Refolding and recognition of mitochondrial malate dehydrogenase by Escherichia coli chaperonins cpn 60 (groEL) and cpn10 (groES).
ABSTRACT: In vitro refolding of pig mitochondrial malate dehydrogenase is investigated in the presence of Escherichia coli chaperonins cpn60 (groEL) and cpn10 (groES). When the enzyme is initially denatured with 3 M guanidinium chloride, chaperonin-assisted refolding is 100% efficient. C.d. spectroscopy reveals that malate dehydrogenase is almost unfolded in 3 M guanidinium chloride, suggesting that a state with little or no residual secondary structure is the optimal 'substrate' for chaperonin-assisted refolding. Malate dehydrogenase denatured to more highly structured states proves to refold less efficiently with chaperonin assistance. The enzyme is shown not to aggregate under the refolding conditions, so that losses in refolding efficiency result from irreversible misfolding. Evidence is advanced to suggest that the chaperonins are unable to rescue irreversibly misfolded malate dehydrogenase. A novel use is made of 100 K Centricon concentrators to study the binding of [14C]acetyl-labelled malate dehydrogenase to groEL by an ultrafiltration binding assay. Analysis of the data by Scatchard plot shows that acetyl-malate dehydrogenase, which has previously been extensively unfolded with guanidinium chloride, binds to groEL at a specific binding site(s). At saturation, one acetyl-malate dehydrogenase homodimer (two polypeptides) is shown to bind to each groEL homooligomer with a binding constant of approx. 10 nM.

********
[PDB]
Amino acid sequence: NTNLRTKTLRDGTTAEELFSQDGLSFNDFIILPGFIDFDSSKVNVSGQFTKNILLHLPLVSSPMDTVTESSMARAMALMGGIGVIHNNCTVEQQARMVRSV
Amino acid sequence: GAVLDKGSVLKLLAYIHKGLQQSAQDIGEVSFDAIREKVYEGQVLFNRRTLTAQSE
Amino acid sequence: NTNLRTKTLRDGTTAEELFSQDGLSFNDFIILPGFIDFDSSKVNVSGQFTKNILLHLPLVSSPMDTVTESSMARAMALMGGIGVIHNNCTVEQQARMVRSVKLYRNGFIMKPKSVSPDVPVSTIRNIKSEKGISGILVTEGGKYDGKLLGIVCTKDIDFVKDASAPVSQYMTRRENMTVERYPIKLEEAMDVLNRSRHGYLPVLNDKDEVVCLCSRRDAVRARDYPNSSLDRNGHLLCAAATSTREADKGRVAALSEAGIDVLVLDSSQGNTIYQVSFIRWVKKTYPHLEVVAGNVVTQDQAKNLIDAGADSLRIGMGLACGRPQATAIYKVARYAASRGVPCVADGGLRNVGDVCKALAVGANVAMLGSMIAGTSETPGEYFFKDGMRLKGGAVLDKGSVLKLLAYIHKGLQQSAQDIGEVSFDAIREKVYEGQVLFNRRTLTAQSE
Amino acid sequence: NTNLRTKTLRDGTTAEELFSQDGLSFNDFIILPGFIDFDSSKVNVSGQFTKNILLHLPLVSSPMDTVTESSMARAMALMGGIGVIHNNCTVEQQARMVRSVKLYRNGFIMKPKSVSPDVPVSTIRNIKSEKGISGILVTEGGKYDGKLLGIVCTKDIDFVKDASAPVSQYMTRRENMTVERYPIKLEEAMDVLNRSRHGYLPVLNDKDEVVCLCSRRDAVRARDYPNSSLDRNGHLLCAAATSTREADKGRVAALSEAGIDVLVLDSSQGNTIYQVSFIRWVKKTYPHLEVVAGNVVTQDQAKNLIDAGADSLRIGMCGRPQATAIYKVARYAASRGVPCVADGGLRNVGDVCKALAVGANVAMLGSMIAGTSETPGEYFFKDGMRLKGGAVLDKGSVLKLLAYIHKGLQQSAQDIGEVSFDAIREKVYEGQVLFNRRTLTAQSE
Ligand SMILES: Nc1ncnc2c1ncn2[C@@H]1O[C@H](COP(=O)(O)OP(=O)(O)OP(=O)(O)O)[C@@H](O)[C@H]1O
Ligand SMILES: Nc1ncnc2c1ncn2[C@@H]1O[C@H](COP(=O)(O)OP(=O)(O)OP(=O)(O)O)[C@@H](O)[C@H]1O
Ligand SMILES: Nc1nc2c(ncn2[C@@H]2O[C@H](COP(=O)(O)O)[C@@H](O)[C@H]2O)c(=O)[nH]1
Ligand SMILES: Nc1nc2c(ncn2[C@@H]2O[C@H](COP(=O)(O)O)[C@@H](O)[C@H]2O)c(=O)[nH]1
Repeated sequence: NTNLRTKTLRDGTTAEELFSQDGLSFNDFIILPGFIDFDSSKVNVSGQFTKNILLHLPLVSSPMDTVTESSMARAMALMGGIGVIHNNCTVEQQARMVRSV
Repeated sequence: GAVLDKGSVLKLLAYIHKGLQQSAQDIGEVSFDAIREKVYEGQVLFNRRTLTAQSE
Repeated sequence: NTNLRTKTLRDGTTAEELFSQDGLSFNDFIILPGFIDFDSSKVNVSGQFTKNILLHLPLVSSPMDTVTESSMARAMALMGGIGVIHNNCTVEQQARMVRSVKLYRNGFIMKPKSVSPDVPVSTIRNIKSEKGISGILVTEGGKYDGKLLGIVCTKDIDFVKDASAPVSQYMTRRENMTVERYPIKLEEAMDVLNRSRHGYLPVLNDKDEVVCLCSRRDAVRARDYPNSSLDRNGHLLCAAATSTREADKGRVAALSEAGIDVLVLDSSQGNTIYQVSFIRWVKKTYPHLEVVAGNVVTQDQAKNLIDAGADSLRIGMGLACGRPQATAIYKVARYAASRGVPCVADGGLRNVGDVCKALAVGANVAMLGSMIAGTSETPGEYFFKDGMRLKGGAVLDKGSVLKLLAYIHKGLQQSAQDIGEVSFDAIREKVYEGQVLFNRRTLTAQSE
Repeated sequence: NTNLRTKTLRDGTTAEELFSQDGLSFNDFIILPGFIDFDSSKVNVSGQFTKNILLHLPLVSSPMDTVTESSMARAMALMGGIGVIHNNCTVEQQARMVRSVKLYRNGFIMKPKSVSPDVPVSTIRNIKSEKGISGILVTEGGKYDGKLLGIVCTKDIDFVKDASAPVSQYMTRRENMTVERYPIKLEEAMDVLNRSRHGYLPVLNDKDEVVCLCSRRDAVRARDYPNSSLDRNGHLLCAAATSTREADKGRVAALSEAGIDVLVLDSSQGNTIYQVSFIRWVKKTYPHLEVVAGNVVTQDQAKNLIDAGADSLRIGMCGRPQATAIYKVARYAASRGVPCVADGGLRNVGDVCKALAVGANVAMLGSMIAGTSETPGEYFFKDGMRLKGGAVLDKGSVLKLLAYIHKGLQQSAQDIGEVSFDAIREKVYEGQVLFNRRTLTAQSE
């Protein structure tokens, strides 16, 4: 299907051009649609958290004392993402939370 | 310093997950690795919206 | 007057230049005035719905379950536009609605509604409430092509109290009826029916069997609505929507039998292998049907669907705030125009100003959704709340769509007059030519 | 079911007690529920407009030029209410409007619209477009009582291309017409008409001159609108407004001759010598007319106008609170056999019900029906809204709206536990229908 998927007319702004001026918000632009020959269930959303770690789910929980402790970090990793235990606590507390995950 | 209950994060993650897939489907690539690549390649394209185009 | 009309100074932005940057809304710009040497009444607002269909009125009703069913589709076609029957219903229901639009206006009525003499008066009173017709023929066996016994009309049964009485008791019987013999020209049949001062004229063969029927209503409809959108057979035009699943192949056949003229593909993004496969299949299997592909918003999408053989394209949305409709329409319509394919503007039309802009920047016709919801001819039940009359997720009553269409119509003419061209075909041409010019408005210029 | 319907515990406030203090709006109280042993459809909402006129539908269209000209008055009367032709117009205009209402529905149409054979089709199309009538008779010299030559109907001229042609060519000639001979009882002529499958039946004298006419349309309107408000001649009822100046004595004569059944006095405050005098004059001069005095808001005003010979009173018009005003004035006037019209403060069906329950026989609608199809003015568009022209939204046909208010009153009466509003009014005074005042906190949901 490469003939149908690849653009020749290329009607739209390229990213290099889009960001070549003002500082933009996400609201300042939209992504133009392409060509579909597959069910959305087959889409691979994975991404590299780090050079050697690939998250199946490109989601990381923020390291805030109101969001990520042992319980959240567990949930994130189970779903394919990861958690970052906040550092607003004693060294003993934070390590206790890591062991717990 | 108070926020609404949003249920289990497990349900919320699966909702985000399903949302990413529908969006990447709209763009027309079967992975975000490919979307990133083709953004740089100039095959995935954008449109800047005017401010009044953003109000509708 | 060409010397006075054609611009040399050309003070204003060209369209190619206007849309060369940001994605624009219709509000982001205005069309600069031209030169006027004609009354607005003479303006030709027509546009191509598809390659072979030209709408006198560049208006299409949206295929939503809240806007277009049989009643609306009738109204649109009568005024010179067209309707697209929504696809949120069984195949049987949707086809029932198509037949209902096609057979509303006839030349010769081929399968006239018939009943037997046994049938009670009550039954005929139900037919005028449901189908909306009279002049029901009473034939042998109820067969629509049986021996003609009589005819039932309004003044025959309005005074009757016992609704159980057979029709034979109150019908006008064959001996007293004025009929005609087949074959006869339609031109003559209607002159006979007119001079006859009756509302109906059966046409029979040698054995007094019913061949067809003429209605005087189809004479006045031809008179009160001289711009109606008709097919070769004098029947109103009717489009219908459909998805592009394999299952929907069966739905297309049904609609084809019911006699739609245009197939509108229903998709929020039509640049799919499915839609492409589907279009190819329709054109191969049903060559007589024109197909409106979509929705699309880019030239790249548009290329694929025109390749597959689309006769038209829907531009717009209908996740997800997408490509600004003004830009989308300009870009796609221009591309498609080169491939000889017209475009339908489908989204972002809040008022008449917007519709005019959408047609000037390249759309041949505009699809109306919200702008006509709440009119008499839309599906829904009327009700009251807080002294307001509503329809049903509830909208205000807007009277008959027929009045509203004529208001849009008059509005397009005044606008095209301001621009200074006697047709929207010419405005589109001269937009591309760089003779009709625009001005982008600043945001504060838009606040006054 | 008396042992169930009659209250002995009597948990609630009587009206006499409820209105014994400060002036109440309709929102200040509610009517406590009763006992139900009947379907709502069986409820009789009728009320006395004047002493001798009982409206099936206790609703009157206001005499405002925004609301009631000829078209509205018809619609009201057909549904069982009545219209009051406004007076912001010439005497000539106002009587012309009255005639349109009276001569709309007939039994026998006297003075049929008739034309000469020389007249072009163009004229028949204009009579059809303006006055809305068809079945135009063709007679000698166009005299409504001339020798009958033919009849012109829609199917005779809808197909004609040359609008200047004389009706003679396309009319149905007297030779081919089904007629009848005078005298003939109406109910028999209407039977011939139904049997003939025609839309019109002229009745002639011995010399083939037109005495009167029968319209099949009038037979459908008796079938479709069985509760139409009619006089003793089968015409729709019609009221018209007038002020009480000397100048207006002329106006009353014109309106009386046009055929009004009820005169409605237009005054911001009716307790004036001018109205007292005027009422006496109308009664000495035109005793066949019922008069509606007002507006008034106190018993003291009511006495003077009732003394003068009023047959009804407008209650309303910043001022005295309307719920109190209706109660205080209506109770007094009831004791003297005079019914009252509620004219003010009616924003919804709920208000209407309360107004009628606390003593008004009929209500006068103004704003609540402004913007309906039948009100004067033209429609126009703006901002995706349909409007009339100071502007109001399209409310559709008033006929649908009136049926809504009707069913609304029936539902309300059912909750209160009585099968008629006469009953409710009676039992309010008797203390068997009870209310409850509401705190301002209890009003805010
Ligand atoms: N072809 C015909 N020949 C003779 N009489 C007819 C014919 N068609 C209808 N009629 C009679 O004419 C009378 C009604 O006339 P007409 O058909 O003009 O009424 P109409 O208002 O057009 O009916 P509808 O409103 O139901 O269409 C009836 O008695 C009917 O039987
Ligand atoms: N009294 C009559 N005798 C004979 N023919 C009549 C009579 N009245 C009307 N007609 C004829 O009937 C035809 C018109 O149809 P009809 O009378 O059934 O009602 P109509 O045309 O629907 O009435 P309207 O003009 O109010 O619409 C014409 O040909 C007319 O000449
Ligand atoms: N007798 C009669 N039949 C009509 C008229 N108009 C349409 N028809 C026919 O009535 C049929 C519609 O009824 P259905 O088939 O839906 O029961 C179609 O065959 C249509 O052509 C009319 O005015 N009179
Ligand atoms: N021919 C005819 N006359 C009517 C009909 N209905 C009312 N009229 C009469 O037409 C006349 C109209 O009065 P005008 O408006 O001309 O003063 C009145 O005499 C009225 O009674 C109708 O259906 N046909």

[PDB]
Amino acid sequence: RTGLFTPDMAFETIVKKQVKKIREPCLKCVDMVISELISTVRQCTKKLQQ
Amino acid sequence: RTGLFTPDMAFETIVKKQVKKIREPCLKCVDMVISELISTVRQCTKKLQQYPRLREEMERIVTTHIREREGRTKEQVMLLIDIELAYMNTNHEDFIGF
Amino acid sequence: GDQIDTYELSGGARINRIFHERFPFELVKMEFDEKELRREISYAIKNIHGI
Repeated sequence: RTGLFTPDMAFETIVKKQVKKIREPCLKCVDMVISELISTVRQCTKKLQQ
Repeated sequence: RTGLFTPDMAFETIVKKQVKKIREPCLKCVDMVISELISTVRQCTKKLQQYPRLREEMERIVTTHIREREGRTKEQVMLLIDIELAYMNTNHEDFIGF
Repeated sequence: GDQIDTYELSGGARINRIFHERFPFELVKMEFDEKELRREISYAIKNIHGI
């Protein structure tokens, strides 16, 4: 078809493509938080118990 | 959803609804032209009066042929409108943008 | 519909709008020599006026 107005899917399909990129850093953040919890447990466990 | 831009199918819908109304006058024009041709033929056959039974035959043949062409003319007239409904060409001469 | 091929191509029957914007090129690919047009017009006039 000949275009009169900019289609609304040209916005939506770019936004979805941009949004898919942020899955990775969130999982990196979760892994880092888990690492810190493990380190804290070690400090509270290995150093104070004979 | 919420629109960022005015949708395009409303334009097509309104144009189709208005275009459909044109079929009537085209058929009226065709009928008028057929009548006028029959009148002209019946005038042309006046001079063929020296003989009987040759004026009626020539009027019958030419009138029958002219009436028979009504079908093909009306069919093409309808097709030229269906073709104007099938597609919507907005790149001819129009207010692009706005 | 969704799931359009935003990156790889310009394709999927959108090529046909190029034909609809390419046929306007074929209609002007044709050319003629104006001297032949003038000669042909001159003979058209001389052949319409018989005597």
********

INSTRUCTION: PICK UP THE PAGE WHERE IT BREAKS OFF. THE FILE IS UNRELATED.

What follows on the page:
Project description:In vitro refolding of pig mitochondrial malate dehydrogenase is investigated in the presence and absence of Escherichia coli chaperonins cpn60 (groEL) and cpn10 (groES). The refolded yields of active malate dehydrogenase are increased almost 3-fold in the presence of groEL, groES, Mg2+/ATP and K+ ions. Chaperonin-assisted refolding of malate dehydrogenase does not have an absolute requirement for K+ ions but Mg2+/ATP is obligatory. When ATP is replaced by other nucleoside triphosphates, or by non-hydrolysable ATP analogues, assisted refolding is prevented. Optimal chaperonin-assisted refolding requires both groEL and groES homo-oligomers in molar excess over malate dehydrogenase. Kinetic analysis shows that the chaperonins do not catalyse the refolding of malate dehydrogenase but increase the flux of unfolded enzyme through the productive refolding pathway without altering and/or accelerating that pathway. Although not acting as refolding catalysts, the chaperonins are able to assist at least six consecutive cycles of malate dehydrogenase refolding.